A report examines whether transgender and gender expansive adolescents experience more frequent peer victimization and dating violence than their cisgender peers.
Although there has been some move toward acceptance for transgender teenagers, there is still a long way to go, as debates over bathrooms and allowing transgender girls to participate in female sports continue to rage in both the public and legislatures. A report in Pediatrics examined both peer victimization and dating violence in transgender and gender-expansive teenagers and how it compares to their cisgender peers.1
The investigators used a subsample from the 2018 Illinois Youth Survey. The participants were frequency matched on geographic region, race, grade, and free or reduced lunch status. They calculated the prevalence of self-reported cyber, verbal, and physical peer victimization as well as both physical and psychological dating violence. Log-binomial regression was used to derive adjusted prevalence ratios.
The sample included 4464 males, females, transgender teenagers, and gender-expansive teenagers, with 1116 participants per groups. Gender expansive meant any adolescent who did not identify as male, female, or transgender. The investigators found that the highest rates of all forms of victimization were seen in gender-expansive (13.2%–41.4%) and transgender (15.6%–51.6%) teenagers. When compared to the cisgender groups, transgender teenagers had higher frequency of victimization than the female group (1.34 to 2.65 times higher) and the male group (2.09 to 2.96 times). Gender-expansive teenagers also had higher frequency of most types of victimization than female teenagers (1.18 to 2.35 times higher frequencies) and all types of victimization when compared to male teenagers (1.83 to 2.61 times higher). When comparing the frequency of victimization among transgender and gender-expansive teenagers, transgender adolescents had higher rates of victimization in certain categories.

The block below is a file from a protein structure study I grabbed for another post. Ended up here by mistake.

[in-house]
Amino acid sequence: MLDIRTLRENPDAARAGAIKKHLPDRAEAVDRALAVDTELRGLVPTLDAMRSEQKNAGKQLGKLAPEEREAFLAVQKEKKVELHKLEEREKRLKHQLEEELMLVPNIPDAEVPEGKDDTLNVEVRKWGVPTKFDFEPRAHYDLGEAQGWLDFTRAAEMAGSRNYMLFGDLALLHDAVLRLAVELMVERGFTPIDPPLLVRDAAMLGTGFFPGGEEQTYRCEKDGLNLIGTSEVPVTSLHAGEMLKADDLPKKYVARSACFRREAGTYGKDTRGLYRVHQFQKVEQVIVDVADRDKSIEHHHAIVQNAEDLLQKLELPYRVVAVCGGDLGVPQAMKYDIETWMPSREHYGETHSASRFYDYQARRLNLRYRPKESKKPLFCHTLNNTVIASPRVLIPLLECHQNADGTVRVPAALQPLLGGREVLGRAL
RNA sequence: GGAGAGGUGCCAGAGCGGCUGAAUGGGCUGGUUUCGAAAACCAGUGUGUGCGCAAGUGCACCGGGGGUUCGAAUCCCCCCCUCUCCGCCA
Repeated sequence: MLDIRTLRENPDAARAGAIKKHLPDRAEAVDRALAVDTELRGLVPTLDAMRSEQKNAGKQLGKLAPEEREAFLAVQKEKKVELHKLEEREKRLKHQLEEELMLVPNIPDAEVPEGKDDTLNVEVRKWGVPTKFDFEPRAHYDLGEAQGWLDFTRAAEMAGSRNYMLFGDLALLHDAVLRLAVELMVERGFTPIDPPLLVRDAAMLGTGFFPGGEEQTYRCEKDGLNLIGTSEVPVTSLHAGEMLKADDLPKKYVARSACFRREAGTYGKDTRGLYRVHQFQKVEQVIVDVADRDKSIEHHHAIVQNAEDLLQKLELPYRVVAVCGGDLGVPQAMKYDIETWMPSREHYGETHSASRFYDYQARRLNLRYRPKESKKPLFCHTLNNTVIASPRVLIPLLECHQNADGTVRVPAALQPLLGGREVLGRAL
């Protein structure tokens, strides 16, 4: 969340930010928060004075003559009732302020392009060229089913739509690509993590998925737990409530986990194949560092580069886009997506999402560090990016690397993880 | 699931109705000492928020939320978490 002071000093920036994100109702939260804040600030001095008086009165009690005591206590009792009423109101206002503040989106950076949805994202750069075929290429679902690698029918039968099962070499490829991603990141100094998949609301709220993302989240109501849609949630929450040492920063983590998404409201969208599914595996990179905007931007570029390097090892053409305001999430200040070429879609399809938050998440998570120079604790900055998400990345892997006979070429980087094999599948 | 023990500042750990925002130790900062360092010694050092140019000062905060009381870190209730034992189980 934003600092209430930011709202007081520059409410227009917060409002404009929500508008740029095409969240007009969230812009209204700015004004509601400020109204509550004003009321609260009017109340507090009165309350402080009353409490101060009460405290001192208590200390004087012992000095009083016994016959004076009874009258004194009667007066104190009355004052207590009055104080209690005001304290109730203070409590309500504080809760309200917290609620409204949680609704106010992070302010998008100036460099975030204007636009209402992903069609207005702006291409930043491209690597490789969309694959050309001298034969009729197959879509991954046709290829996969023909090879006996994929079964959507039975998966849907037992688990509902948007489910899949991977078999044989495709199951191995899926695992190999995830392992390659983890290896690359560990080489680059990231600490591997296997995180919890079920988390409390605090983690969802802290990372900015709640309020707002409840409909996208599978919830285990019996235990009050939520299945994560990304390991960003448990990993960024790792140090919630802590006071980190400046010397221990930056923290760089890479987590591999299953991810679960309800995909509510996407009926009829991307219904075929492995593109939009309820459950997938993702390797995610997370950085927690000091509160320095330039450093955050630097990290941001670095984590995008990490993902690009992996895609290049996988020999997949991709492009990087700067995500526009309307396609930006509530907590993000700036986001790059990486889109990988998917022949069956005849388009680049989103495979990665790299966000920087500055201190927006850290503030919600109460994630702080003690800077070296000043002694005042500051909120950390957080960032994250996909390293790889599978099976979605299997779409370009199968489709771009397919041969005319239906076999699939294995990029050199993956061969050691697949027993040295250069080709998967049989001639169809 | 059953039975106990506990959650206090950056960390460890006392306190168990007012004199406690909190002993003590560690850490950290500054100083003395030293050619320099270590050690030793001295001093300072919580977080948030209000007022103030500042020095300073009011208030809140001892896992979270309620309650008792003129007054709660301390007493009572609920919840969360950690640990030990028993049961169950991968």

The investigators concluded that victimization happens with greater frequency to transgender and gender-expansive teenagers, when compared to their cisgender peers. The results of the study highlight that both groups have distinct experiences when it comes to victimization and these experiences should be taken into consideration when developing school policies and programs for violence prevention.
1. Garthe R, Kaur A, Rieger A, Blackburn A, Kim S, Goffnett J. Dating violence and peer victimization among male, female, transgender, and gender-expansive youth. Pediatrics. March 25, 2021. Epub ahead of print. doi:10.1542/peds.2020-004317